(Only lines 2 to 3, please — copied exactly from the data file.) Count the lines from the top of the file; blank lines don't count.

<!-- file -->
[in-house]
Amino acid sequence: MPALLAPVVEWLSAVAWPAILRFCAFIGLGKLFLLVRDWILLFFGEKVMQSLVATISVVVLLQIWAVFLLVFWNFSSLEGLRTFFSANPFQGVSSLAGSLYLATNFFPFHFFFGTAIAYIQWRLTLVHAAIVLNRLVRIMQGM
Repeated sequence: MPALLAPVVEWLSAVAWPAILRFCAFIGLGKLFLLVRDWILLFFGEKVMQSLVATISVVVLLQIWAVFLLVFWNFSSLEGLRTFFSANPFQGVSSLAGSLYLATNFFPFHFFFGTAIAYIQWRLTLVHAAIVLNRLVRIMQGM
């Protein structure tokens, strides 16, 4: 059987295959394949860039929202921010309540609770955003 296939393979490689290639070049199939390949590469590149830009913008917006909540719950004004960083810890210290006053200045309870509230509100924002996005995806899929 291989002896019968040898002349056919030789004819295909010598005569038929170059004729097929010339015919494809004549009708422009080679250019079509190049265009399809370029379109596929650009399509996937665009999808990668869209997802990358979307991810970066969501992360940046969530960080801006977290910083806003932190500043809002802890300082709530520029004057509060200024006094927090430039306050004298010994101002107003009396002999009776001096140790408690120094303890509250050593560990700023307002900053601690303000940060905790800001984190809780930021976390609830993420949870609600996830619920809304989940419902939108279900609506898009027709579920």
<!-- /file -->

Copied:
Amino acid sequence: MPALLAPVVEWLSAVAWPAILRFCAFIGLGKLFLLVRDWILLFFGEKVMQSLVATISVVVLLQIWAVFLLVFWNFSSLEGLRTFFSANPFQGVSSLAGSLYLATNFFPFHFFFGTAIAYIQWRLTLVHAAIVLNRLVRIMQGM
Repeated sequence: MPALLAPVVEWLSAVAWPAILRFCAFIGLGKLFLLVRDWILLFFGEKVMQSLVATISVVVLLQIWAVFLLVFWNFSSLEGLRTFFSANPFQGVSSLAGSLYLATNFFPFHFFFGTAIAYIQWRLTLVHAAIVLNRLVRIMQGM